MVC is about loose-coupling, and Modular Programming takes that concept to the extreme. A modular application can dynamically load and unload 'modules' at runtime - completely separate applications in their own right, which interact with the main application and other modules to perform some set of tasks.
The MultiCore version of the PureMVC framework for AS3 (which has recently been promoted to 'production' status), enables developers to create modular applications in Flex, Flash and AIR. Each 'Core' in a MultiCore app is a complete application, either the main application, or a loaded 'module'. A Core can be a regular Flash movie or a Flex Module.
Options for Inter-Core Communications
Currently, there are two demos for MultiCore, Modularity and PipeWorks. The demos illustrate different possibilities for communication between Cores. Study these and feel free to mix and match these options within any MultiCore app.
Modularity focuses on the interface-driven approach. It defines two interfaces IWidget and IWidgetShell. The IWidget interface defines all the methods that the main application (or 'WidgetShell') can expect a 'Widget' to expose. Conversely, the IWidgetShell interface defines all the methods that the 'WidgetShell' must have. The Widget is given a reference to the WidgetShell, and visa-versa. This is a good approach if you want synchronous communications between Cores and don't mind them having references to each other.
PipeWorks takes a different approach altogether. Utilizing the new MultiCore Pipes Utility, it creates even more separation between Cores by creating named pipes and using them to connect the Cores together. The Cores then send messages to each other for communications. Since the Cores don't have references to each other for method invocation, the communications are asynchronous. This is a good approach if you don't want to use interfaces and give Cores a reference to each other.
The Pipes utility defines a number of 'pipe fittings' including Pipes, Tees (merging and splitting), Filters, Queues, etc. These fittings can easily be assembled to create any sort of configuration you wish.
Filters allow you to modify or reject messages passing through a pipeline based upon custom logic and parameters. You can dynamically change a filter's parameters at runtime by sending a special message down the pipeline targeted to the filter in question. For instance in the PipeWorks demo, many modules generate log messages, and send them on a pipe to a logging module. You can change the 'Log Level' in the main application and cause the filter to reject messages below a certain level.
Queues allow messages to accumulate until a special flush message is sent, and the messages in a queue can be sorted by priority.
MultiCore and the Pipes utility both have been thoroughly unit tested. In addition to all the functionality of the Standard version, MultiCore has a new method for removing an entire Core at runtime.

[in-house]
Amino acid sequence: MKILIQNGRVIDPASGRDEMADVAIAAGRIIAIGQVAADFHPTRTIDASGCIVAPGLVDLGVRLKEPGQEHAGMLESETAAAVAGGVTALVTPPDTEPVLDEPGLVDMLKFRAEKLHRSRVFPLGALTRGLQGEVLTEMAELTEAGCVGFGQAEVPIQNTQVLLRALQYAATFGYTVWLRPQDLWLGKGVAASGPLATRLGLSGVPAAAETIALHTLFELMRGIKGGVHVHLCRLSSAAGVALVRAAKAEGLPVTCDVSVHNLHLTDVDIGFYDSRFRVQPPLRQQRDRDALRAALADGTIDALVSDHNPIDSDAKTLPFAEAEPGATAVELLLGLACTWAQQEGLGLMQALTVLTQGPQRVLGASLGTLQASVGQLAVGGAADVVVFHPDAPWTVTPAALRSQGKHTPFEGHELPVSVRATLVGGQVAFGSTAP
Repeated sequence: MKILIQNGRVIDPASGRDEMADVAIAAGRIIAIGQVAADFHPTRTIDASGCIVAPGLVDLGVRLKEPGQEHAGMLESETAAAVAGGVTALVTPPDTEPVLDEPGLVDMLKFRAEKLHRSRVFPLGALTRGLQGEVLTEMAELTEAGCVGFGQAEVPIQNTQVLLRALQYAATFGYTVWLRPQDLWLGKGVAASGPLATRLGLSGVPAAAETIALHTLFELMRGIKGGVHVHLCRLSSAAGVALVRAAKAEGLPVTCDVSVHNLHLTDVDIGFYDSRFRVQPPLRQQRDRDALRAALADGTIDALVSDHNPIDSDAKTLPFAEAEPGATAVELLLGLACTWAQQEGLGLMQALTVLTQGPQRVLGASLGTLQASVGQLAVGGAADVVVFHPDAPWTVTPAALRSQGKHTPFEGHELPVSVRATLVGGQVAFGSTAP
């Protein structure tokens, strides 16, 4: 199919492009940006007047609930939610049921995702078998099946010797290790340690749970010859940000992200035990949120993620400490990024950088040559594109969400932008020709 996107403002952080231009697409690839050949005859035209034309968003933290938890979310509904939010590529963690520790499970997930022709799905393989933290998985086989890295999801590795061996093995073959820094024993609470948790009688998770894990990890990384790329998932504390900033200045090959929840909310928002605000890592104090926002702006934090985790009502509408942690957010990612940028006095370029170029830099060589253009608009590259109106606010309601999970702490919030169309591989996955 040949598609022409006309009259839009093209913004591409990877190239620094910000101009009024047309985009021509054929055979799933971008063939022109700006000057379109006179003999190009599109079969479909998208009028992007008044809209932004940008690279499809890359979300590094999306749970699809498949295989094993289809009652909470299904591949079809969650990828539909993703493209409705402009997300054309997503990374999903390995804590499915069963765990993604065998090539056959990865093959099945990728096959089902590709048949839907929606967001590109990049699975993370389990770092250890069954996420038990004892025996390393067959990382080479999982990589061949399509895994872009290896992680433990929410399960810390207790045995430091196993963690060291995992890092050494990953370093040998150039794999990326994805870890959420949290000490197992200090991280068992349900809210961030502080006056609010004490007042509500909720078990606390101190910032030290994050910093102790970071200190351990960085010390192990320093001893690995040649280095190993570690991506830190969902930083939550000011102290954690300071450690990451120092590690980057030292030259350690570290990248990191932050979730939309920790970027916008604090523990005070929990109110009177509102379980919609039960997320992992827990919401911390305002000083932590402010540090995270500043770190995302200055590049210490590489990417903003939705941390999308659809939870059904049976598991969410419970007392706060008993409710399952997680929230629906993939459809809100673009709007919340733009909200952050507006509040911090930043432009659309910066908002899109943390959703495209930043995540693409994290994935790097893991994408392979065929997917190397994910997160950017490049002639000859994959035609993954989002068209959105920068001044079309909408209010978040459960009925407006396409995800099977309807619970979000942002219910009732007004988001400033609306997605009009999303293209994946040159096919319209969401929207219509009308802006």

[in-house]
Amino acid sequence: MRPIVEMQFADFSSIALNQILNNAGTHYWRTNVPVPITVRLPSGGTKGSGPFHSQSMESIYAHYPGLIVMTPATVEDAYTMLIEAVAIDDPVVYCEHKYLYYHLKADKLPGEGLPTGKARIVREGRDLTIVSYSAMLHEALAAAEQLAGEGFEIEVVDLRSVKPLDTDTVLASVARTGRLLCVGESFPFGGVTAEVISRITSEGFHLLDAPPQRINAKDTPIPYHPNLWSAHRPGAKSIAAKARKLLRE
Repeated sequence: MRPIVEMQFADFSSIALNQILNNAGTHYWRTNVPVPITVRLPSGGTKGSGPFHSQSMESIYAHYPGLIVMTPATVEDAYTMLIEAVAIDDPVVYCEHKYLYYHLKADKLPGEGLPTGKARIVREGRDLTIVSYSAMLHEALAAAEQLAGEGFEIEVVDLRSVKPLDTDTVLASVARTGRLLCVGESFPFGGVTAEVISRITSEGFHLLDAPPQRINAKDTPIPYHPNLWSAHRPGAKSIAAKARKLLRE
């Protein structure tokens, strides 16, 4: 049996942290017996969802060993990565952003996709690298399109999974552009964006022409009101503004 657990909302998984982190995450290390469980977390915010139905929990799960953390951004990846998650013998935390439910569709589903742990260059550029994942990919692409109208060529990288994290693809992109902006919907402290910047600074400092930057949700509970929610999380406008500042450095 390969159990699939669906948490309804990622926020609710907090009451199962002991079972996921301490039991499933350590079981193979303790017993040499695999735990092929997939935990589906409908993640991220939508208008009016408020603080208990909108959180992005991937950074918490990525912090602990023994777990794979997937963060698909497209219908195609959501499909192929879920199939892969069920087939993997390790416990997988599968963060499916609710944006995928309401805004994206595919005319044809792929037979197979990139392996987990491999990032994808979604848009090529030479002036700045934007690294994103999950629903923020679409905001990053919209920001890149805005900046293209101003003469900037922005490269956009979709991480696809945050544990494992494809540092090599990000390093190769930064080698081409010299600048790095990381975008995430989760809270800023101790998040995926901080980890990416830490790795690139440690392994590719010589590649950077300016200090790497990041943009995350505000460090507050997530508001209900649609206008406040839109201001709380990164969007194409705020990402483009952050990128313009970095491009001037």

Which Version of PureMVC Should You Use?
With two versions of the framework available for AS3, everyone is wondering which one they should use for their new deveopment, and what the differences are.
For those just learning, I suggest beginning with the Standard version, since all the documentation is based on it and there are many more demos. Once you've mastered it, using MultiCore is extremely easy.
Technically, the differences are minute. Rather than using Singletons for the main actors, MultiCore uses Multitons. So each Core is referenced by a unique string called a 'multiton key'. Even if you are writing an application that doesn't load any modules, it still needs a key, like the name of the app. This key is used when you call the factory method of the Facade, and it in turn creates Model, View and Controller instances using this same key. Also, all Notifier sublcasses (Mediator, Proxy, Command) do not receive their reference to the Facade immediately, and so you cannot reference the Facade inside your constructor, you should wait until initializeNotifer or onRegister to perform any facade interaction. These are really the only differences.
So if your application is simple and you don't forsee it ever needing to work with multiple Cores, then the decision to use Standard or MultiCore comes down to unit testing really. It turns out that unit testing a MultiCore application is much easier than a Standard version app because you can get a new Core for each test, alleviating the need for per test cleanup. So if you plan on unit testing your app then you still might want to choose MultiCore, just for cleaner tests.
Once you begin to work with MultiCore, you'll probably wonder why we even need to keep the Standard version around. The main reason is that while MultiCore might be the only solution you'll ever need for AS3, other languages and platforms that don't support a modular paradigm would find the MultiCore version overkill; it just wouldn't make much sense. Therefore, these two versions will both continue to be supported in the same manner going forward, and their functionality (where it makes sense) kept the same.
PS: Thanks to my good friend Tony Kirman for his orignial photo, used here with his permission.